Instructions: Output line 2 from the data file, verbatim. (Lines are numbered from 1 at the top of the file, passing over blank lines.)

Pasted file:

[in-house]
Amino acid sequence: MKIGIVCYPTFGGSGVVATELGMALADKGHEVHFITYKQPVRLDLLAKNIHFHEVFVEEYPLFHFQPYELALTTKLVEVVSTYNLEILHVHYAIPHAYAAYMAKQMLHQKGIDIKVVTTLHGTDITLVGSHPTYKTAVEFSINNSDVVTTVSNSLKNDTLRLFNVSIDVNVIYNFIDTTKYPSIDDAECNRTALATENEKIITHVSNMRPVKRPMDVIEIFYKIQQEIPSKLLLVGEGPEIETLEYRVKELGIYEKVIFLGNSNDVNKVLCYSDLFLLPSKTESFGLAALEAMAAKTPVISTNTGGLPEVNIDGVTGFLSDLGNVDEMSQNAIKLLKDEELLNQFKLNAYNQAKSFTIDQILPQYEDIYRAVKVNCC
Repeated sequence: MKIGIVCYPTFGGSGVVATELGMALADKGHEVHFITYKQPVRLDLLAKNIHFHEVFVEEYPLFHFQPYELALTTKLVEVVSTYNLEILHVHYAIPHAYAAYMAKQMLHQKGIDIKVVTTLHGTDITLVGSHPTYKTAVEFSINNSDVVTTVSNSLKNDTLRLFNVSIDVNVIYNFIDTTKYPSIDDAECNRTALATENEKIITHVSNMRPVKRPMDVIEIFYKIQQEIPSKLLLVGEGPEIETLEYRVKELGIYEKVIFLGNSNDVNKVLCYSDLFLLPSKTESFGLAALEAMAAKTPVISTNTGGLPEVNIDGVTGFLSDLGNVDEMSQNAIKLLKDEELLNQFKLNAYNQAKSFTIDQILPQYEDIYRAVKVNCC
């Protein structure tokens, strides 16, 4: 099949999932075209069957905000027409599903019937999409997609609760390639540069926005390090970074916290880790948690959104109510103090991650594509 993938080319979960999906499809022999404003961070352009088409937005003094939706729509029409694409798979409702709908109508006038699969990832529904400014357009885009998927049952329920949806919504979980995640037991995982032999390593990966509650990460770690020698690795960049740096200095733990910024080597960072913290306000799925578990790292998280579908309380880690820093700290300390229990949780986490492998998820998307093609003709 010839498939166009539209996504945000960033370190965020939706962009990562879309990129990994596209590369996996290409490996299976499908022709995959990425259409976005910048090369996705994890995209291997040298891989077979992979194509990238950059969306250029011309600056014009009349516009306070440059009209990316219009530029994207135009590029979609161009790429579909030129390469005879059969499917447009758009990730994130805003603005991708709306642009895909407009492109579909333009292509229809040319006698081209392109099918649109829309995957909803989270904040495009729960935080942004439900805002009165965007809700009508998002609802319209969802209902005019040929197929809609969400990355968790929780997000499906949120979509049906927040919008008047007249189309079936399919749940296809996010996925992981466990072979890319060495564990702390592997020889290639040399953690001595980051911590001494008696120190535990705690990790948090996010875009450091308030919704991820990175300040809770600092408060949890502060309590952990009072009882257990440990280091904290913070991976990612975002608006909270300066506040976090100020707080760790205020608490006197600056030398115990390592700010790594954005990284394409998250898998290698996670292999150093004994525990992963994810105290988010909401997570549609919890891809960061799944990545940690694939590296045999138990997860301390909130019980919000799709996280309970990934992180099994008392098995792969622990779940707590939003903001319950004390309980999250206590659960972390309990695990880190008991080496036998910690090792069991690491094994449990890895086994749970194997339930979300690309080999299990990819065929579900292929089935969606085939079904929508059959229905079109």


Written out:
Amino acid sequence: MKIGIVCYPTFGGSGVVATELGMALADKGHEVHFITYKQPVRLDLLAKNIHFHEVFVEEYPLFHFQPYELALTTKLVEVVSTYNLEILHVHYAIPHAYAAYMAKQMLHQKGIDIKVVTTLHGTDITLVGSHPTYKTAVEFSINNSDVVTTVSNSLKNDTLRLFNVSIDVNVIYNFIDTTKYPSIDDAECNRTALATENEKIITHVSNMRPVKRPMDVIEIFYKIQQEIPSKLLLVGEGPEIETLEYRVKELGIYEKVIFLGNSNDVNKVLCYSDLFLLPSKTESFGLAALEAMAAKTPVISTNTGGLPEVNIDGVTGFLSDLGNVDEMSQNAIKLLKDEELLNQFKLNAYNQAKSFTIDQILPQYEDIYRAVKVNCC